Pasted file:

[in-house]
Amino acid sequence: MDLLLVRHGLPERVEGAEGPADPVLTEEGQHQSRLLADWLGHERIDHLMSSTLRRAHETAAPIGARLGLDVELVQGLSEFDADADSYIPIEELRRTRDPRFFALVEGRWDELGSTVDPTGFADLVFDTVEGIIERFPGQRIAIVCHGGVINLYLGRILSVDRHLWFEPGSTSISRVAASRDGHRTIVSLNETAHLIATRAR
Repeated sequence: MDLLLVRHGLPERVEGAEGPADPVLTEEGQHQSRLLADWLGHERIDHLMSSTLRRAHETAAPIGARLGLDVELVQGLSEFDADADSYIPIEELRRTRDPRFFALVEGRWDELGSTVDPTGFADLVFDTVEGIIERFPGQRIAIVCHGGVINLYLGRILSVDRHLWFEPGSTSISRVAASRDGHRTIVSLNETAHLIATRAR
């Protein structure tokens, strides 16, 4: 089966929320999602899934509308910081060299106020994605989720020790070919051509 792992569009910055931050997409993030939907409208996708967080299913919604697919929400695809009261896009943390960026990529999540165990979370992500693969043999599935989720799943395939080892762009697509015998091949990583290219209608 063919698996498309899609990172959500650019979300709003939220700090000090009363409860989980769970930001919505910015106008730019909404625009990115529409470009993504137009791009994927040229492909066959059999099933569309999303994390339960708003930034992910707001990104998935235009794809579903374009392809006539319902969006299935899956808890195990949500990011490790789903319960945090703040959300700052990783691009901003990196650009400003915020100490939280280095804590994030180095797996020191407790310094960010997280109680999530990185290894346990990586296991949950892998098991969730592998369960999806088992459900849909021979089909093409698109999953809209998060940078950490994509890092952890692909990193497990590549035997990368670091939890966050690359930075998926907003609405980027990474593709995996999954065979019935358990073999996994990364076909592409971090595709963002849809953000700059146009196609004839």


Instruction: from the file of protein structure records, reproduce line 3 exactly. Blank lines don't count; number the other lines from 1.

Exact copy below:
Repeated sequence: MDLLLVRHGLPERVEGAEGPADPVLTEEGQHQSRLLADWLGHERIDHLMSSTLRRAHETAAPIGARLGLDVELVQGLSEFDADADSYIPIEELRRTRDPRFFALVEGRWDELGSTVDPTGFADLVFDTVEGIIERFPGQRIAIVCHGGVINLYLGRILSVDRHLWFEPGSTSISRVAASRDGHRTIVSLNETAHLIATRAR